Greetings from the Latino Bicultural Project! We at the LBC Project have conducted a multi-year study, directed by Dr. Miguel Muñoz-Laboy of Temple University, that is funded by the Eunice Kennedy Shriver National Institute of Child Health and Human Development. The project is based on data from 150 behaviorally bisexual Latino men, aged 18-60, in New York and New Jersey. Bisexual Latino men make up a population that is at elevated risk for both physical (HIV/STI) and mental (anxiety, depression) health risks. As both ethnic AND sexual minorities, the men in our study faced a number of oppressions. We are currently in the dissemination phase of the project, and are reaching out to key organizations and the general public to talk about what we found.
We looked at numerous factors in our participants’ lives, including family, social support, the presence and management of stigma, gender ideologies, patterns of partnering, generational shifts in behavior, social support, religious belief, occupational role and work environment. Whew! Here are a few of our findings:
- Most foreign-born men found it easier to express same sex desire in the U.S. than in their home countries
- Those with a high degree of religious belief had low levels of condom use
- Middle class men tended to live in neighborhoods with close proximity to bars where they met male sexual partners, while working class men tended to rely more on the internet to meet men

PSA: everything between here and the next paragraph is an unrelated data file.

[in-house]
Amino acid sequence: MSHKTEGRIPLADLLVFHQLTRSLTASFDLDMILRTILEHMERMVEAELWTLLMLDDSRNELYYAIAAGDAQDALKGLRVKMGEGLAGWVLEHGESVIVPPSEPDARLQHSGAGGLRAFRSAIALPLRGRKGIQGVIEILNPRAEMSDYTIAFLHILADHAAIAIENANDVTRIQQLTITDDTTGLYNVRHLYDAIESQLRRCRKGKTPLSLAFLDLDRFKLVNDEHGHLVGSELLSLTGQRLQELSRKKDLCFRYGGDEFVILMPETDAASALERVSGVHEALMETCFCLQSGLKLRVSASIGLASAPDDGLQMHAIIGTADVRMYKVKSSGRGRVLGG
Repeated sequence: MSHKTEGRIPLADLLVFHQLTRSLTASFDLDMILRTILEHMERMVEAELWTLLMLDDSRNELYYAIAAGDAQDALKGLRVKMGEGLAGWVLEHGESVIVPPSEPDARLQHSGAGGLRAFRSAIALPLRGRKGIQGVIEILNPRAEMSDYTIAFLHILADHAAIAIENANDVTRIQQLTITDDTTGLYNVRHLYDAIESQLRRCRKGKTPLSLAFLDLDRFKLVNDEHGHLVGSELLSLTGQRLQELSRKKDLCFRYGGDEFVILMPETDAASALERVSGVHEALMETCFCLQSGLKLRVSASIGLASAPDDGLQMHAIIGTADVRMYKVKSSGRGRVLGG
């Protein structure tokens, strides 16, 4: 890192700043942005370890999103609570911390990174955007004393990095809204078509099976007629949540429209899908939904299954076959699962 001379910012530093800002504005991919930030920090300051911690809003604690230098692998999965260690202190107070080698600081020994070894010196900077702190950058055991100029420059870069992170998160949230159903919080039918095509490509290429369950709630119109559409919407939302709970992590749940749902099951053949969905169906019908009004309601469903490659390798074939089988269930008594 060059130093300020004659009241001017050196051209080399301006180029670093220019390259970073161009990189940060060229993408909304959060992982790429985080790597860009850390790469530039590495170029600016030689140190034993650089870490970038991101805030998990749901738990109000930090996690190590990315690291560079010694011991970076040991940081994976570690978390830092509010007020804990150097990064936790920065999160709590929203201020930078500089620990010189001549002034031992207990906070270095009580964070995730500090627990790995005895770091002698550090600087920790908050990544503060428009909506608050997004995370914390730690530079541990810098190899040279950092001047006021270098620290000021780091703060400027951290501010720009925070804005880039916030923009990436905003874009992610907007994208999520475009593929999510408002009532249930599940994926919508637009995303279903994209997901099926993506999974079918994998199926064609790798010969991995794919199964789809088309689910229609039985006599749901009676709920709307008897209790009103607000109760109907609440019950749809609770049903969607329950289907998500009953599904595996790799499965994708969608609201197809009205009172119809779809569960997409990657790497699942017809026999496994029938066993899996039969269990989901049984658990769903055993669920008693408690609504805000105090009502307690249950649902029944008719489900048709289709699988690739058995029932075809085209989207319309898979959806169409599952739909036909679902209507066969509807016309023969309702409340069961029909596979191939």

- Using the internet to meet male partners was also indicitive of sexual identity comfort: the more comfortable men were with their same-sex behavior, the less likely they were to use the internet to meet male sexual partners, and the more likely they were to meet men through personal social networks
- Most of the men in our study used discretion in their encounters and relationships with other men in order to manage perceived stigma and social risk
- Maintenance of family relationships and a masculine public image were both highly valued and sources of stress
- Most were engaged in steady partnerships with one or more people
- The youngest cohort (aged 18-25) were most likely to identify as bisexual, as well as to hold flexible understandings of gender and sexuality
Our monograph, with a full discussion of our complete findings, is forthcoming. Until then, check us out online! We’d love to hear from you at firstname.lastname@example.org.